When Owl was born, I noticed that his breath smelled a little like nail polish remover.
That acetone type breath is usually a sign of diabetes in animals. In fact, since some people can smell it easier than others, I have even had vets ask me to come and sniff a cat’s breath to see if it “smelled diabetic”.
So I mentioned it to several doctors and nurses.
All of them seemed puzzled, and didn’t know what I meant.
My mother agreed about his breath – she smells it too – but since no one was concerned, we decided not to be concerned.
And I guess it wasn’t a concern, because he’s fine.
I mean, sure, he didn’t grow much for three months and he screamed non-stop for months and months and months, but overall… he’s fine.
But I still smell his breath.
Usually his breath smells great. Like honey. I love sniffing his honey breath. I thought it would go away when he started solids, but no, he always has very sweet breath.
But sometimes, the acetone smell returns.
When my mother was here for her brief visit in January, Owl got sick. My mother commented that his breath smelled like acetone, and sure enough, it did. Since he had been off his food slightly (VERY slightly), we figured that maybe the acetone breath was connected.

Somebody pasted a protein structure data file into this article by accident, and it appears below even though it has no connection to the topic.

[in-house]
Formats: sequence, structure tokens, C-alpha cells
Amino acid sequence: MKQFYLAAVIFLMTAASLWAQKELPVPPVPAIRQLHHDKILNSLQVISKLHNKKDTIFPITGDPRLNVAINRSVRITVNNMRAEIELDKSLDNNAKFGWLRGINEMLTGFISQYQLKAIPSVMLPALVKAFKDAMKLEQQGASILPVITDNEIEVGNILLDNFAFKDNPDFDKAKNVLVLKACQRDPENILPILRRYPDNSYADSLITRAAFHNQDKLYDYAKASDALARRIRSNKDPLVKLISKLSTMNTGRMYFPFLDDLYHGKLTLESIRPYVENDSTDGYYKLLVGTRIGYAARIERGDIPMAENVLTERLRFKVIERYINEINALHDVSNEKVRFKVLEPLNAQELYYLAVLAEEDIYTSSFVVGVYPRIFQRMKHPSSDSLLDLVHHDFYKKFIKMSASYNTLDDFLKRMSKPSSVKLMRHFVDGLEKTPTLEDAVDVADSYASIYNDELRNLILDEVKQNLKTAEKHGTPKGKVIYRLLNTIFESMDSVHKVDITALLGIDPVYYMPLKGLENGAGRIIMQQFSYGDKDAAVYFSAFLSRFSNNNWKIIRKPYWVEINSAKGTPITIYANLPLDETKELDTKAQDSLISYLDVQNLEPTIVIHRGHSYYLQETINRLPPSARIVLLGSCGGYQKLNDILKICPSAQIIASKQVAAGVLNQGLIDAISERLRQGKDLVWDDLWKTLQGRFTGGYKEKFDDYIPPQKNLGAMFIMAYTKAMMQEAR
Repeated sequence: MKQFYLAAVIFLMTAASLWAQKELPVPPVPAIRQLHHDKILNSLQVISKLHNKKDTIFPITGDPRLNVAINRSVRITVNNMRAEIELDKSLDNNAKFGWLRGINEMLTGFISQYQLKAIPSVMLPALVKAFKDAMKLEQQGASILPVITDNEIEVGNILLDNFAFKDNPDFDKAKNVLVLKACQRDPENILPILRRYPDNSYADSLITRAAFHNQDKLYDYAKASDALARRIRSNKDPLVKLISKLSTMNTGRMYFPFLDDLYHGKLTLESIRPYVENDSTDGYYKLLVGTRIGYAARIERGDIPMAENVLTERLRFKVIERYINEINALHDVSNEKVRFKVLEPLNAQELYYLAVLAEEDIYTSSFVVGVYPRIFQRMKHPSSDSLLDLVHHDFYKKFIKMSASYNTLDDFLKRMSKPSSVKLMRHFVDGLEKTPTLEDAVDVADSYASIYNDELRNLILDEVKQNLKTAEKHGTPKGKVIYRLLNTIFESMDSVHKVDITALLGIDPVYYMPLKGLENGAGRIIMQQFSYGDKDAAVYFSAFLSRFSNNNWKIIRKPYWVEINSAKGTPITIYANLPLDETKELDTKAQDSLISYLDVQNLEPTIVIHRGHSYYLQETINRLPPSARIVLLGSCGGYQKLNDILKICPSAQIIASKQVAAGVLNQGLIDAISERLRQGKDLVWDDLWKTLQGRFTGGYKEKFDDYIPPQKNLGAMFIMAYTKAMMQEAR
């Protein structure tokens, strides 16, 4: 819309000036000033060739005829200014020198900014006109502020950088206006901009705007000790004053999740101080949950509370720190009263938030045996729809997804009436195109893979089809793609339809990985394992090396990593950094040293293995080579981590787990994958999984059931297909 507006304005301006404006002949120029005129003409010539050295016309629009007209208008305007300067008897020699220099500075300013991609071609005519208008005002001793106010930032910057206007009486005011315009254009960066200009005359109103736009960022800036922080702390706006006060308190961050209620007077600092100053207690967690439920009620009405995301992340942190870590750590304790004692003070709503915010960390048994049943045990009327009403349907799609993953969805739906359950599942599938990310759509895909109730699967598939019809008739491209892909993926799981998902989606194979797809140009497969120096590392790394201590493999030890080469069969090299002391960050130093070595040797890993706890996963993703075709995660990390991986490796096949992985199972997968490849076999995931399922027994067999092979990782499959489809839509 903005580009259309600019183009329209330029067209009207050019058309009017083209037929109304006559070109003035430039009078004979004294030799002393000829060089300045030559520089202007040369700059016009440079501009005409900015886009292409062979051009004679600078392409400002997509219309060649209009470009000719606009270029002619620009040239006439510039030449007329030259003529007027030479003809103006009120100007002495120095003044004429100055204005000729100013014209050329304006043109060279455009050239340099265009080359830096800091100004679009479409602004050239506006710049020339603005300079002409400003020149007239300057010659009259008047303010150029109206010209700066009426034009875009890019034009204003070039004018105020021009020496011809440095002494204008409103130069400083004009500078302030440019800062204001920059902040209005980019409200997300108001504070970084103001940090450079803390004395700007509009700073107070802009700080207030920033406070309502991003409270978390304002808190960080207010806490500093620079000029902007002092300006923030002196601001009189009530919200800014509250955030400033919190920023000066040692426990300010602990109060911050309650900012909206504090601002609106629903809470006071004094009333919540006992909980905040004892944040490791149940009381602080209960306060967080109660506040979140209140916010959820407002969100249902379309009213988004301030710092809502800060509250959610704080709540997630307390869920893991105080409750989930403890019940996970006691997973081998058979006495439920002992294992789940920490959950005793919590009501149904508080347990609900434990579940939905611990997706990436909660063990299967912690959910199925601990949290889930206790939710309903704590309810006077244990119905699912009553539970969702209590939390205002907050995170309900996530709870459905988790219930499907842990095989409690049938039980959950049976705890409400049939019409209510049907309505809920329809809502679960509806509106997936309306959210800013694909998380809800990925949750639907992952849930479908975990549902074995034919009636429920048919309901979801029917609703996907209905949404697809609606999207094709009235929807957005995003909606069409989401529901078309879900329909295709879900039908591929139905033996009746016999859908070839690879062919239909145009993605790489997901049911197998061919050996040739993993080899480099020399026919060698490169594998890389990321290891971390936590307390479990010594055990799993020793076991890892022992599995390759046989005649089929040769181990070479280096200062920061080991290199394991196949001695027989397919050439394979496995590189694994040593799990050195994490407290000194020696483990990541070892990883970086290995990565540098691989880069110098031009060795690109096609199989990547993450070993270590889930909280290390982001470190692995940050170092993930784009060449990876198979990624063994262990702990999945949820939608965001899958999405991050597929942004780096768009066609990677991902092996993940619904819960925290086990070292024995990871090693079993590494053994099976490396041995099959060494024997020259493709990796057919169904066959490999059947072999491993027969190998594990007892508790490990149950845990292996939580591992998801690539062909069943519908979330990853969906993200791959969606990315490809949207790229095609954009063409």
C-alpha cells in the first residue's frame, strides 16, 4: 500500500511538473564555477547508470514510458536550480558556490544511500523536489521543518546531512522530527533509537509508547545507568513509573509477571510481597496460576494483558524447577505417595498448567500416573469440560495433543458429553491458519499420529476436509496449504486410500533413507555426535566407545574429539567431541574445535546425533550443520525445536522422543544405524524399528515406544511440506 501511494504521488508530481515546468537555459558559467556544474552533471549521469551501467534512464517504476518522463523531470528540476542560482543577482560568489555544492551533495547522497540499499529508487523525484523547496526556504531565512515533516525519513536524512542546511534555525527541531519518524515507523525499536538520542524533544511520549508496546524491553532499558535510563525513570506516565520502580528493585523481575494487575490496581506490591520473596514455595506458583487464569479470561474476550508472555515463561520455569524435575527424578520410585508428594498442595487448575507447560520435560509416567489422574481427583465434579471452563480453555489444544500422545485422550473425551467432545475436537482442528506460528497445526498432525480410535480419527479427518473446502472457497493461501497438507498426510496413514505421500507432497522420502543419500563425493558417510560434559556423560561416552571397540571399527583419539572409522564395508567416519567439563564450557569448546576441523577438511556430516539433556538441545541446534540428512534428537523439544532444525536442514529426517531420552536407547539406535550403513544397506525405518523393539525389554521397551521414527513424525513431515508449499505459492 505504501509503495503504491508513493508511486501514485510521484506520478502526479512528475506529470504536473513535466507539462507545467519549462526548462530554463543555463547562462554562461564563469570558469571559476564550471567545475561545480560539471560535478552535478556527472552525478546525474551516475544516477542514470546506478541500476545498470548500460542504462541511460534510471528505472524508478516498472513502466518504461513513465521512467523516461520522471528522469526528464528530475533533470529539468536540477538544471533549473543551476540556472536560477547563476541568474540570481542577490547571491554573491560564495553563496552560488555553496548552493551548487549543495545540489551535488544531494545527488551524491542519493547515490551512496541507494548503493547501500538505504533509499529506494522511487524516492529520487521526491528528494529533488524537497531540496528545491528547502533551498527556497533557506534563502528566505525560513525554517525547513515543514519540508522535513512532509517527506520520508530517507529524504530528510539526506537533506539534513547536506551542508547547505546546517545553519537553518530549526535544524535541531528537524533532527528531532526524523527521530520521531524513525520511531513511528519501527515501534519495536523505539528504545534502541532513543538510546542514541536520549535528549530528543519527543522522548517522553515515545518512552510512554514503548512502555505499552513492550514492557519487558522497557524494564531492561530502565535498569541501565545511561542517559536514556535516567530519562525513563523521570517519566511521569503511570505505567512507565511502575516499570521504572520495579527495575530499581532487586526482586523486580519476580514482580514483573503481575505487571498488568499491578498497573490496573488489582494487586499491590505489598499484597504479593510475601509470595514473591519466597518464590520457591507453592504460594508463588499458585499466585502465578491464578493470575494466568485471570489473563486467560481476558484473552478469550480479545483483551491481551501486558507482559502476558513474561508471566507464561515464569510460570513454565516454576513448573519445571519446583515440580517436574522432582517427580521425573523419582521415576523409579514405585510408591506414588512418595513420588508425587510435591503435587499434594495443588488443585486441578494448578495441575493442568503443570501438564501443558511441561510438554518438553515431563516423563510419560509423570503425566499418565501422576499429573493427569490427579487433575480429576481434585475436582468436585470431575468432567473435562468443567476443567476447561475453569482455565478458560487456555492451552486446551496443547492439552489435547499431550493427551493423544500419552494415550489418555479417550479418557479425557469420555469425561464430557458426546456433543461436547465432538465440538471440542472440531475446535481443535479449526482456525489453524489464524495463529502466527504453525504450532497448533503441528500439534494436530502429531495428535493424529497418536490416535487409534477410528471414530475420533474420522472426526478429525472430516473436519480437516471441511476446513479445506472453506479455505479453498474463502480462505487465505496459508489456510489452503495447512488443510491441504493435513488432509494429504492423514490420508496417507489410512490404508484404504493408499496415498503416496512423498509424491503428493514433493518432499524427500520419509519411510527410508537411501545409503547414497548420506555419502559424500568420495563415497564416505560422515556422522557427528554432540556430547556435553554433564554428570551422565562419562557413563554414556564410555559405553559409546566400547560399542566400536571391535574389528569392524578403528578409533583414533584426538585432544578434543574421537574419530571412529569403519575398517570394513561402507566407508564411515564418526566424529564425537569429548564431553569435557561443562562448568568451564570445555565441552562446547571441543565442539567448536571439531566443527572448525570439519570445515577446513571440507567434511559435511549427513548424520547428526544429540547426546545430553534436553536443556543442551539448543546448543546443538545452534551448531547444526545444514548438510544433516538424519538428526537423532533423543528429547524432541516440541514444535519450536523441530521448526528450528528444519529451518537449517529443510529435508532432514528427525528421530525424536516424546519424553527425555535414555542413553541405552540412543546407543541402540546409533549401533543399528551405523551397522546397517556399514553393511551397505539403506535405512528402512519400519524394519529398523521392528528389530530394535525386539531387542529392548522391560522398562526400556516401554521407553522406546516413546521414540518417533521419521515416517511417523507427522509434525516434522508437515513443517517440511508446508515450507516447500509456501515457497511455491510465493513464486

After all, someone on Atkins also gets that breath, because they’re burning fat and protein instead of sugar.
I noticed it again last week.
Once again, Owl was sick.
Now, “sick” for Owl just means a mild fever and only one helping of cereal instead of three, half an English muffin instead of one, and so on.
But the next day, sure enough, there was the breath!
So I googled it.
According to Dr Google, the only reason your child’s breath should smell like ketones is if your child is dying of diabetes. Like, you-should-rush-to-the-emergency-room kind of sick.
Clearly, Owl is not in a diabetic crisis.
He isn’t drinking constantly, he isn’t losing weight (he’s still only 28 pounds, but he isn’t shrinking), he’s happy. He does eat constantly, but that’s just Owl.
So what’s with the breath??